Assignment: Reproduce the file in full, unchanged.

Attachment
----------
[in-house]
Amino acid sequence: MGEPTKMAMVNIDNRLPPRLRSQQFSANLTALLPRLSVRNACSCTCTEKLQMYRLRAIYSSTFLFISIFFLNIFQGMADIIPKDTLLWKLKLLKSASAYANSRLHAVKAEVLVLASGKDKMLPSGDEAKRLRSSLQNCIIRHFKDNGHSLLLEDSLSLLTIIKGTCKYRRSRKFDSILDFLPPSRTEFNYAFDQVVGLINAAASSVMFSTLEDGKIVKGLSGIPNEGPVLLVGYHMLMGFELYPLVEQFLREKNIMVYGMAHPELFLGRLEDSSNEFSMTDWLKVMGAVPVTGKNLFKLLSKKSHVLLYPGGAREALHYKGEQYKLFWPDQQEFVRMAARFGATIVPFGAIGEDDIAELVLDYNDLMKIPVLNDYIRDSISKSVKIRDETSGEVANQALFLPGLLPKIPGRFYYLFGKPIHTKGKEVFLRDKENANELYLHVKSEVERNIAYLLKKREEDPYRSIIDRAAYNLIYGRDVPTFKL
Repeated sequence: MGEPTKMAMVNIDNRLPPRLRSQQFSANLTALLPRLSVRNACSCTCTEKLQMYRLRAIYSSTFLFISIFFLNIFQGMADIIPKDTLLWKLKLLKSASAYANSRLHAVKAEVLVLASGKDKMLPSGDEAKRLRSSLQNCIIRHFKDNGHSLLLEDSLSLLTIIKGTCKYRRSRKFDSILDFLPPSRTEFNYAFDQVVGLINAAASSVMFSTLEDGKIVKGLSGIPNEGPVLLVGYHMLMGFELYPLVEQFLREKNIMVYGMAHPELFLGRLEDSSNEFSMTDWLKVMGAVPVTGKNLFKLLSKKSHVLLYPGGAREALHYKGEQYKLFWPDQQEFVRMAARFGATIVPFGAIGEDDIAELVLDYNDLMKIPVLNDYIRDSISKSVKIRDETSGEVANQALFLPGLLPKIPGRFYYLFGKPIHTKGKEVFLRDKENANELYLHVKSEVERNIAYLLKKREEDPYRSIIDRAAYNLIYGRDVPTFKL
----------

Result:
[in-house]
Amino acid sequence: MGEPTKMAMVNIDNRLPPRLRSQQFSANLTALLPRLSVRNACSCTCTEKLQMYRLRAIYSSTFLFISIFFLNIFQGMADIIPKDTLLWKLKLLKSASAYANSRLHAVKAEVLVLASGKDKMLPSGDEAKRLRSSLQNCIIRHFKDNGHSLLLEDSLSLLTIIKGTCKYRRSRKFDSILDFLPPSRTEFNYAFDQVVGLINAAASSVMFSTLEDGKIVKGLSGIPNEGPVLLVGYHMLMGFELYPLVEQFLREKNIMVYGMAHPELFLGRLEDSSNEFSMTDWLKVMGAVPVTGKNLFKLLSKKSHVLLYPGGAREALHYKGEQYKLFWPDQQEFVRMAARFGATIVPFGAIGEDDIAELVLDYNDLMKIPVLNDYIRDSISKSVKIRDETSGEVANQALFLPGLLPKIPGRFYYLFGKPIHTKGKEVFLRDKENANELYLHVKSEVERNIAYLLKKREEDPYRSIIDRAAYNLIYGRDVPTFKL
Repeated sequence: MGEPTKMAMVNIDNRLPPRLRSQQFSANLTALLPRLSVRNACSCTCTEKLQMYRLRAIYSSTFLFISIFFLNIFQGMADIIPKDTLLWKLKLLKSASAYANSRLHAVKAEVLVLASGKDKMLPSGDEAKRLRSSLQNCIIRHFKDNGHSLLLEDSLSLLTIIKGTCKYRRSRKFDSILDFLPPSRTEFNYAFDQVVGLINAAASSVMFSTLEDGKIVKGLSGIPNEGPVLLVGYHMLMGFELYPLVEQFLREKNIMVYGMAHPELFLGRLEDSSNEFSMTDWLKVMGAVPVTGKNLFKLLSKKSHVLLYPGGAREALHYKGEQYKLFWPDQQEFVRMAARFGATIVPFGAIGEDDIAELVLDYNDLMKIPVLNDYIRDSISKSVKIRDETSGEVANQALFLPGLLPKIPGRFYYLFGKPIHTKGKEVFLRDKENANELYLHVKSEVERNIAYLLKKREEDPYRSIIDRAAYNLIYGRDVPTFKL